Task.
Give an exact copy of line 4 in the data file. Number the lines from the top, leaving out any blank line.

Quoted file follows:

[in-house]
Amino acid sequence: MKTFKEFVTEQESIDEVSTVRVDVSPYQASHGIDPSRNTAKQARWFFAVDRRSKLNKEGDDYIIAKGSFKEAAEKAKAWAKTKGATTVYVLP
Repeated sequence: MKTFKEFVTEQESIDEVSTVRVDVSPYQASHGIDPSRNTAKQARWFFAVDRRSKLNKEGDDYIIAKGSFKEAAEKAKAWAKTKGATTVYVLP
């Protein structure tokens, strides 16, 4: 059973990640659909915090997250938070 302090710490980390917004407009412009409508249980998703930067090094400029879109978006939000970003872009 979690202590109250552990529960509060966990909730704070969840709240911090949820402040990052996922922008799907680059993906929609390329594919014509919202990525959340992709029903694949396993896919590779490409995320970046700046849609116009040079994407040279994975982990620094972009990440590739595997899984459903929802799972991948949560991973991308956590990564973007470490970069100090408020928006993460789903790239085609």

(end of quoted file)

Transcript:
């Protein structure tokens, strides 16, 4: 059973990640659909915090997250938070 302090710490980390917004407009412009409508249980998703930067090094400029879109978006939000970003872009 979690202590109250552990529960509060966990909730704070969840709240911090949820402040990052996922922008799907680059993906929609390329594919014509919202990525959340992709029903694949396993896919590779490409995320970046700046849609116009040079994407040279994975982990620094972009990440590739595997899984459903929802799972991948949560991973991308956590990564973007470490970069100090408020928006993460789903790239085609």